seismic shift, for those involved in the every day fight against


crime. Battering burglar, wap loling the welfare budget,


emulating the immigration, lots of policy speeches, not that much


substance right now. The Conservatives are trying to subtley


move on to an agenda more about the every day concerns of most people's


lives. Like life on the street like this. In the past people used to


talk about whether the party would go off to the right or TUC into the


centre. Actually, the -- tuck into the centre. Actually the public's


views on crime are very tough, same on welfare and migration. The


question for the Conservatives in terms of get to go the centre, is


about what they are going to do for people on low incomes, what they


will do about things like jobs. That is the balance that the party


is trying to strike. They know a lot of their positions, like being


tough on crime, are very popular. They have been trying to balance it


out, and talking about the strivers, talking about people working hard


on low incomes. That is where they needing to to next. The challenge


for them, against the background to do things different, are big enough


things that cut through in the public and they notice them. In her


speech today, Theresa May, the Home Secretary, for the first time, made


explicit the link between bringing down immigration levels and the


positive effect that would have on people's wages. By the way, Labour


knew exactly what they were doing. According to the John Cruddas, Ed


Miliband's policy chief, Labour were using migration to introduce a


covert 21st century incomes policy. That's right, Labour, the party of


the working man and woman, admit that they deliberately used


immigration to keep down British wages. So we will reduce and


control immigration. Though their means for doing so controversial


and not proven to work yet. This is why Boris might be more than just a


pretty face. As the Mayor of London arrived to titilate conference, it


was his article yesterday, calling for much more house building, that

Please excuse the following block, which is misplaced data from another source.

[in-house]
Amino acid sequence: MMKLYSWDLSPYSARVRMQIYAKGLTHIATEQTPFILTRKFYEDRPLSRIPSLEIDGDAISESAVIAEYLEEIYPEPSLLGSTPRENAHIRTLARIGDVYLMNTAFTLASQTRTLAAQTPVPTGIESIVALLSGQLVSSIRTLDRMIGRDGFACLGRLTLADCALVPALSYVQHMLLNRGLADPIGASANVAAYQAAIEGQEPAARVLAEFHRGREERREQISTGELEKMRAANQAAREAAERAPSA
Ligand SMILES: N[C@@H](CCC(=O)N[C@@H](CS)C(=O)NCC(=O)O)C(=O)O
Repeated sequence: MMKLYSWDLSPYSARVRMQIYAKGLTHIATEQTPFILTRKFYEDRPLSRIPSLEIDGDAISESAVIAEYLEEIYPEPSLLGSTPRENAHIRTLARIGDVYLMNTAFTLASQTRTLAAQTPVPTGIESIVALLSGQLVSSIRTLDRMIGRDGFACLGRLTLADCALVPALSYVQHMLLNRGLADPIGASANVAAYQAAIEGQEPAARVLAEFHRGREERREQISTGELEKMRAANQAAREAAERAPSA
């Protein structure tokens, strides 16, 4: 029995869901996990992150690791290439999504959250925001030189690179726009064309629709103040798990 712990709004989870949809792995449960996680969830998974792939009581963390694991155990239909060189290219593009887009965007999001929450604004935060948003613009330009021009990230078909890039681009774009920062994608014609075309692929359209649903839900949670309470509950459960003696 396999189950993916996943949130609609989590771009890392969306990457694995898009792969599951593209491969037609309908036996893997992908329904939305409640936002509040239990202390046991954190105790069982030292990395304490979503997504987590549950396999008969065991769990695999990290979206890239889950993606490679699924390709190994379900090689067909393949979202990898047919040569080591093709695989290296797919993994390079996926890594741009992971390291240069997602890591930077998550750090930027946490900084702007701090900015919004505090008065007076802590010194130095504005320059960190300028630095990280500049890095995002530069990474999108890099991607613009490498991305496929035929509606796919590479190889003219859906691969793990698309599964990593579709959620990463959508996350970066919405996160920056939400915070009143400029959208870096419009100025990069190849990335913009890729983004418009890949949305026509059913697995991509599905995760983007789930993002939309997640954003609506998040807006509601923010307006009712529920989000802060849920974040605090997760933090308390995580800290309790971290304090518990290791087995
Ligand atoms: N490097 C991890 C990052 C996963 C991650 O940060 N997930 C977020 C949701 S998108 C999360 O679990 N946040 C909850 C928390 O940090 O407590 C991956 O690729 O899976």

resonated with senior Conservatives. The bore business bandwagon may


have rolled back to -- Boris bandwagon may have rolled back to


London, but his threat remains. Those close to Cameron believe that


unless they tackle house building they will struggle with strivers,


and Boris Johnson knows that. Last week Ed Miliband laid claim to the


one-nation Disraeli mantle, today Conservatives are grumbling about


that. They say Miliband can't be Disraeli's disciple, because he


took on the vests interests in Victorian Britain, and Miliband's


interests are unions and public sector workers, until he knows he


will face them down, he can't claim to be the heir to Disraeli. David


Cameron's claim to be a modern-day Disraeli is also in the balance.


Disraeli tried to break down the boundaries between the haves and


have nots in Victorian Britain, for David Cameron today, doing exactly


like, pumping up the chances of the have-nots is in question. That is


why they are talking in this conference about the strivers.


start of David Cameron's modernisation of the Tories, people


would have said they were backward looking, the polls said he didn't


like migrants and gay people, he has dealt with those challenges,


but there is a lot of negative things he has inherited from the


past, and one is that it is a party for the rich and it doesn't care


about people working on low income. That is why they are talking about


the strivers. They have dealt with one set of challenges, but they


have such baggage from the fast they have to deal with that. When


they return to London the Conservatives' task is tough. If


catching burglars is so central to the new no-nonsense Tory offer,


many strategists and non- strategists alike, regard it to be


monumentally unhelpful, that one of their number called policemen


"plebs", even Burglar Bill would stop there, he has become a striver


at the end of his story. We have the police minister joining